When Demand Rises and Supply Falls: New Challenges in Meeting Student Mental Health Needs

When Demand Rises and Supply Falls: New Challenges in Meeting Student Mental Health Needs

Robert F. Meenan, MD, MPH, MBA
President, Christie Campus Health

College counseling centers are dealing with a steadily worsening imbalance of rising student demand and declining staff morale and supply. We addressed this issue in a CCH blog post at the start of the fall semester, but the imbalance has turned out to be even greater than we predicted. College counseling centers are striving mightily to keep up with the demand for services, but staff are being further stretched by the effort.

On the demand side, the COVID-19 pandemic has greatly exacerbated a decade-long trend in depression, anxiety, and other mental health issues among college students. The most recent report from the Healthy Minds Study, released at the start of the 2021 Fall semester, documented that this trend is continuing. The prevalence findings included: lifetime history of mental illness 40%, major depression 22%, all depression 41%, anxiety 34%, and eating disorder 12%. Students reported the following experiences in the prior year: self-injury 23%, suicidal ideation 13%, psychiatric medication use 25%, and engagement in counseling 25%. This increase in prevalence and severity has led to a significant increase in student demand for mental health services.

The pandemic is also having an increasingly negative impact on the morale and supply of campus counselors, many of whom have joined in the “great resignation”. The title of a recent report from Mad in America gets right to the point: Crisis on Campus: Mental Health Counselors Are Feeling the Crush. The key paragraph of the report states: “College and university counseling services are swamped. At some schools, the wait time for a session can be as much as six weeks. Mental health staffers are taking on a flood of appointments, sapping their energy and strapping them for time. Many counselors are exhausted, their own mental equilibrium disrupted by the constant demand. Many directors are, too, juggling the needs of students and employees along with administrative concerns.”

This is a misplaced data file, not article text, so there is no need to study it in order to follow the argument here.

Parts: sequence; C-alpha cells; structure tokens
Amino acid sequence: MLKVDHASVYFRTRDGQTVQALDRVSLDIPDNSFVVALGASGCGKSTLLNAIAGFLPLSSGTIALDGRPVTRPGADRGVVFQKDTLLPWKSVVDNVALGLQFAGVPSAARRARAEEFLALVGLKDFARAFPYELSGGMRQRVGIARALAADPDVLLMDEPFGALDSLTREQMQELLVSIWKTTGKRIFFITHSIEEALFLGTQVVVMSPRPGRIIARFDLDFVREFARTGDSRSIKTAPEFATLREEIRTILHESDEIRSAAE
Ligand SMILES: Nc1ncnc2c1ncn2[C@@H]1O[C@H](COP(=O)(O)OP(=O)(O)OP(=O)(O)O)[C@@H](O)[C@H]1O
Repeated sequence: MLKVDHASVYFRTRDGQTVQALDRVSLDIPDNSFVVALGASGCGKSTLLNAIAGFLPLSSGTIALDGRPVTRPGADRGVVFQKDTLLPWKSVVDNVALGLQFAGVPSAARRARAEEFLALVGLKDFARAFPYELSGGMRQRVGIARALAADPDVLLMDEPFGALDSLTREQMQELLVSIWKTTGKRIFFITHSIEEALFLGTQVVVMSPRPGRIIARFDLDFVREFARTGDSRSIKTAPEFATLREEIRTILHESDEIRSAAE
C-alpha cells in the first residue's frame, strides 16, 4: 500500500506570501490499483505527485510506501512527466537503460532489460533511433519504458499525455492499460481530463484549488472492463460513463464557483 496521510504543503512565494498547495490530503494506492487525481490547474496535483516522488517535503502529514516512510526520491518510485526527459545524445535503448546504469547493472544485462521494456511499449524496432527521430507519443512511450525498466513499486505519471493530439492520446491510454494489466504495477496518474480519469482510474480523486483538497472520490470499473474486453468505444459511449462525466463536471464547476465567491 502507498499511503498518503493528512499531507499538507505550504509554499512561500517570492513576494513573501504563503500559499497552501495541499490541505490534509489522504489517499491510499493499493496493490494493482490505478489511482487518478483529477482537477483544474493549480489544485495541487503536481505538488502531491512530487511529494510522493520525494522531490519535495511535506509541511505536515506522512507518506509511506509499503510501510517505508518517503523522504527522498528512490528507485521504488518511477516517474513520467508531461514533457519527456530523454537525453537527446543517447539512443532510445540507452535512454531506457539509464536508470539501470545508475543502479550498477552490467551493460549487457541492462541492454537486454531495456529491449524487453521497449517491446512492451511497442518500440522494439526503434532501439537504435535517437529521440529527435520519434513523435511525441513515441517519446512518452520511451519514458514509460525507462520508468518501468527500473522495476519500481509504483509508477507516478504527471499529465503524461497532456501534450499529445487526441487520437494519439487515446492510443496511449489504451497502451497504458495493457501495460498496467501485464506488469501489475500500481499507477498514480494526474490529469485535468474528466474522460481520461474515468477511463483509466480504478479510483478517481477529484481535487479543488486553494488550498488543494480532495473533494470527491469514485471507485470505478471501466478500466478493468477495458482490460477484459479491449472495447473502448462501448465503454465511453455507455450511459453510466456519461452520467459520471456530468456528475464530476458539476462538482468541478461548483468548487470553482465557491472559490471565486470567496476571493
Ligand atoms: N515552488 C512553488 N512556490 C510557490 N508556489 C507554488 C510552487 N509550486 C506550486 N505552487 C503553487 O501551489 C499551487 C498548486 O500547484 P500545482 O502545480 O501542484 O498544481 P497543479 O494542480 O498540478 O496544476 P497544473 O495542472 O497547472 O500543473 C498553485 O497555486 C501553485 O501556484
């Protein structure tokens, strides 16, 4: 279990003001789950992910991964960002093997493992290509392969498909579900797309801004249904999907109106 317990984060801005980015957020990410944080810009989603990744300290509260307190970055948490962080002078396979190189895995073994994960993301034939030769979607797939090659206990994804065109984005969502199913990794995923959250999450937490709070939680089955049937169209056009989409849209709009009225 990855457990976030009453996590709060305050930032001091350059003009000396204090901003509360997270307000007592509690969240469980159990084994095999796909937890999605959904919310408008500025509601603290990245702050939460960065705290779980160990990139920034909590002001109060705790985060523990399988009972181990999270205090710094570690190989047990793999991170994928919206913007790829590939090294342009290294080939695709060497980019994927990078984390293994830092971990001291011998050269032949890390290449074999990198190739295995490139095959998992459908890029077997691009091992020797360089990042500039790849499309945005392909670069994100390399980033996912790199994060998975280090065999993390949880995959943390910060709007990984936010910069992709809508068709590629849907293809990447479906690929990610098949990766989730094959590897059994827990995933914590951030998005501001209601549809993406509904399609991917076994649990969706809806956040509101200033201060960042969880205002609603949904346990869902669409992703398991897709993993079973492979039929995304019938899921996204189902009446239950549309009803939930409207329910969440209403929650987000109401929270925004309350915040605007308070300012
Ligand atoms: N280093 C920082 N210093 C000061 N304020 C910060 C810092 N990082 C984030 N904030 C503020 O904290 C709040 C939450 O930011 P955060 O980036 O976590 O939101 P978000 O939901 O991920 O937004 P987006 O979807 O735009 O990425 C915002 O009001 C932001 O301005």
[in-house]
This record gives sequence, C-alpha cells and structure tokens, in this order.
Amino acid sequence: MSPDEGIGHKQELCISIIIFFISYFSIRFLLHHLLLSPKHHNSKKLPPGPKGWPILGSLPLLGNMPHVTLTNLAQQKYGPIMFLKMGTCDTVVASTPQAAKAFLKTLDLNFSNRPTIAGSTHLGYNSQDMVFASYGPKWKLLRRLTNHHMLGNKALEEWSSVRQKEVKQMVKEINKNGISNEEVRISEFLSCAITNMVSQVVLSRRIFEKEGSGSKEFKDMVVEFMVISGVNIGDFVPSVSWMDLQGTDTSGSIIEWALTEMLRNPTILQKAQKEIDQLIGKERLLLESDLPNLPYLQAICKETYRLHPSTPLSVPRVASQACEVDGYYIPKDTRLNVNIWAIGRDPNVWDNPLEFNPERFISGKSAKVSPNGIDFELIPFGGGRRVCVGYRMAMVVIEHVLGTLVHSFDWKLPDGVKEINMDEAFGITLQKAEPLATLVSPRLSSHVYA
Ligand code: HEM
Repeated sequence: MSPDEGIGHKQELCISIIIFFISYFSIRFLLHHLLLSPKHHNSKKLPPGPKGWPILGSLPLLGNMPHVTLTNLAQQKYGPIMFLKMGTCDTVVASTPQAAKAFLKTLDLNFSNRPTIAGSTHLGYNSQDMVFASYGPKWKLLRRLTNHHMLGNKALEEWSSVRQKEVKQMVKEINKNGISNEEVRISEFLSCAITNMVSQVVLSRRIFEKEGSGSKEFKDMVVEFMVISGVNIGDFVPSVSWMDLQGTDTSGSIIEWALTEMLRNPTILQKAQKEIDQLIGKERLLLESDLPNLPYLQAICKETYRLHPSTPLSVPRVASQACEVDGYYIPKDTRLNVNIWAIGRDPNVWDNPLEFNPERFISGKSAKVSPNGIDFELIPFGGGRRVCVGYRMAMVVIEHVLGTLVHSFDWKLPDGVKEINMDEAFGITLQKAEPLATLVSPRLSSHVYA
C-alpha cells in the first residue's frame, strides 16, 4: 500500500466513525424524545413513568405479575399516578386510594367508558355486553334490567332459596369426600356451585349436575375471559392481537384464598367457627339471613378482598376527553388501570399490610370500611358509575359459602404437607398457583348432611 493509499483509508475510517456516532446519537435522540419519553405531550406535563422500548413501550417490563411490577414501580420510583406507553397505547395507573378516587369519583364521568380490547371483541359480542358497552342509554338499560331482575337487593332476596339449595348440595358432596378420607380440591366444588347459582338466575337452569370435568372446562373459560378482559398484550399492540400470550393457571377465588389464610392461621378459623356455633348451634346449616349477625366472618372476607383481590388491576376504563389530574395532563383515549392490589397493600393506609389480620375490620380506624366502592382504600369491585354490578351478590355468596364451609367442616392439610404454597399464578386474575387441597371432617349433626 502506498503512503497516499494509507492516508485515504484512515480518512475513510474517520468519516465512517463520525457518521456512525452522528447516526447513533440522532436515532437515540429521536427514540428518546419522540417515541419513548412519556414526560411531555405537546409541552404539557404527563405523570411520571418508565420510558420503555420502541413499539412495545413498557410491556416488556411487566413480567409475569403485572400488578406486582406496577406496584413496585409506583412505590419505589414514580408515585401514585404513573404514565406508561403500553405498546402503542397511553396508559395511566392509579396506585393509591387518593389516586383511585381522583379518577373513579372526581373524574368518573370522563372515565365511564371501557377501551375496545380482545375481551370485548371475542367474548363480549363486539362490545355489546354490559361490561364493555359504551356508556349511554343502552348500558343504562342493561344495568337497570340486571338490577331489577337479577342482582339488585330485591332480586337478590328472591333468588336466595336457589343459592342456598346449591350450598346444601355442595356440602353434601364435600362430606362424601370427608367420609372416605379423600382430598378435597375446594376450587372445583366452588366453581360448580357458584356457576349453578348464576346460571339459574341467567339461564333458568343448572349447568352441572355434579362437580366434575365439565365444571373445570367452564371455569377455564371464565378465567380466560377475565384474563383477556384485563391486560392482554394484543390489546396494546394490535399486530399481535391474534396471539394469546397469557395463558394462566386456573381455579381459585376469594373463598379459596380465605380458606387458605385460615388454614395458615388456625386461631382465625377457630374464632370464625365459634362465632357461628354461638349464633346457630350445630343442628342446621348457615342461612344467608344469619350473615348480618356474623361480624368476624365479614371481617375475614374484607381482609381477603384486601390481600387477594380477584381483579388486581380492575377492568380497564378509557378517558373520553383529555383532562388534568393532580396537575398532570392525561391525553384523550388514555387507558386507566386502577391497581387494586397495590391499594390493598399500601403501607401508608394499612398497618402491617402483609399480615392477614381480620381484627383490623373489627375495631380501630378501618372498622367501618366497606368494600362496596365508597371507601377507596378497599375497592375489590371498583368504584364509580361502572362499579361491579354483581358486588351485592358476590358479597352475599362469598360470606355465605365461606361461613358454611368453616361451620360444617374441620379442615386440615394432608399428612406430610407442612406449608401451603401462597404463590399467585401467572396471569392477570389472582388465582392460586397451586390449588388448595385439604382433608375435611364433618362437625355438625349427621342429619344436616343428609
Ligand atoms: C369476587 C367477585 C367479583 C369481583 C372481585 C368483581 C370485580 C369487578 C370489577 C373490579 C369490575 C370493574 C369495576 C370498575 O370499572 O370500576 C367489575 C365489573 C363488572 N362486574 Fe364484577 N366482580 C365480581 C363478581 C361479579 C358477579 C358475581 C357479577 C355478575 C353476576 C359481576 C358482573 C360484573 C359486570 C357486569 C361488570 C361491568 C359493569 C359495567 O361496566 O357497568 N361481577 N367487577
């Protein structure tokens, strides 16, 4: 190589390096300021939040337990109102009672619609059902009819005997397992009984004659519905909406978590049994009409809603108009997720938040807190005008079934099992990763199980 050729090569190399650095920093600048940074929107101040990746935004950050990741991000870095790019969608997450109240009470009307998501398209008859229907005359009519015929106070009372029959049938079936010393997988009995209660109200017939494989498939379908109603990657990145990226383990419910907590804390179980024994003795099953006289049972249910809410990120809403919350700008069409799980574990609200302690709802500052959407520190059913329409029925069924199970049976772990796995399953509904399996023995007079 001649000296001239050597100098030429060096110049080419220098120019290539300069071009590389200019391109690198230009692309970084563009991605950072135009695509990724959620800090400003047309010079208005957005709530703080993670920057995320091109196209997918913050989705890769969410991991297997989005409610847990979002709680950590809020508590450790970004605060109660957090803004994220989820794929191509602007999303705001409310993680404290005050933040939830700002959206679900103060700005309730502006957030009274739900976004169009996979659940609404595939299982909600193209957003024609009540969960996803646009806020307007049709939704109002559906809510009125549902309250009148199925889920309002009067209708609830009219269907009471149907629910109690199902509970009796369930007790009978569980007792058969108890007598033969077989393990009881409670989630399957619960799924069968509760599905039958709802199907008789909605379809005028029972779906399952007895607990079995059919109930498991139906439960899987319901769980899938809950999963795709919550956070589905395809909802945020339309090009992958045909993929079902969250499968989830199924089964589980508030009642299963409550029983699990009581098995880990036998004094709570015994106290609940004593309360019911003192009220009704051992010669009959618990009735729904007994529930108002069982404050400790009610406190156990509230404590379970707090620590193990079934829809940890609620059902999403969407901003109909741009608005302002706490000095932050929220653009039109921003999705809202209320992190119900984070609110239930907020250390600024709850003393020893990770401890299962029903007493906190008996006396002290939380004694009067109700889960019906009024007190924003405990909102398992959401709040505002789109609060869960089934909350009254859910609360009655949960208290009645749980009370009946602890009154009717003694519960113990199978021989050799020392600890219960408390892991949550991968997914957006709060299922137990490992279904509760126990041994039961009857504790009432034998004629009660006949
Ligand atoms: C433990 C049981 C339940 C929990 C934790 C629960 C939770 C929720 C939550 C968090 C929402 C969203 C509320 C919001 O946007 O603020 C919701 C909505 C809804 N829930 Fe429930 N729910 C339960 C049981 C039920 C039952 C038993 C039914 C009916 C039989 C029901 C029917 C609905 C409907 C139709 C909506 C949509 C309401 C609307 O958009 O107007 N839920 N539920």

Addressing mental health needs in an increasingly challenging scenario of rising student demand and decreasing staff supply and morale requires a multi-faceted approach. Counseling centers need to utilize a range of services and lessen their emphasis on individual counseling. Their new ethos should be that many students need help, but not all of them need counseling.

The Chronicle of Higher Education recently released a major report on college student resilience and mental health. The first section of the report, appropriately entitled Counseling Supply and Demand, documents the COVID-fueled increase in student demand. It also reinforces the severity of declining counseling staff morale and supply. One counseling center director states that he and his fellow directors are seeing an unprecedented number of college counseling center clinicians leaving the field, including many center directors. Staff that remain are feeling increasingly over-worked and burnt out. Candidate pools to fill vacancies are smaller than anyone has ever seen.

The recommendations in the Mad in America and CHE reports include:

  • It’s time to move away from a focus on counseling to a broader and more holistic approach. A continued commitment to the standard model won’t solve the problem.
  • It’s time to shift from just providing individual therapy and frontline treatment to providing a comprehensive array of integrated services to students.
  •  Counseling centers should offer a mix of direct clinical service, wellness support that helps students with milder issues, and crisis services that ensure students in distress or crisis have resources at any time of day or night.
  • Colleges should continue their wellness programs, which are helping many students be resilient.
  • Counseling centers have severe staffing problems, so it is important to distinguish between students in crisis and those for whom more modest interventions could help.
  • Colleges are increasingly working with outside telehealth services to increase capacity, provide off-hours coverage, and broaden the diversity of caregivers.

Christie Campus Health’s CONNECT@College offerings can help college counseling centers that are looking to respond to the increasing demand for more services of more types. We strive to complement and expand the work already being done by campus counseling centers. We offer a multi-modal platform of best in class services, ranging from resilience app to psychiatric prescribing, that is designed to meet a broad range of student mental health needs. While serving students is the core of the CCH approach, we also strive to partner with and support counseling center staff through special benefits like quarterly webinars with continuing education credit.

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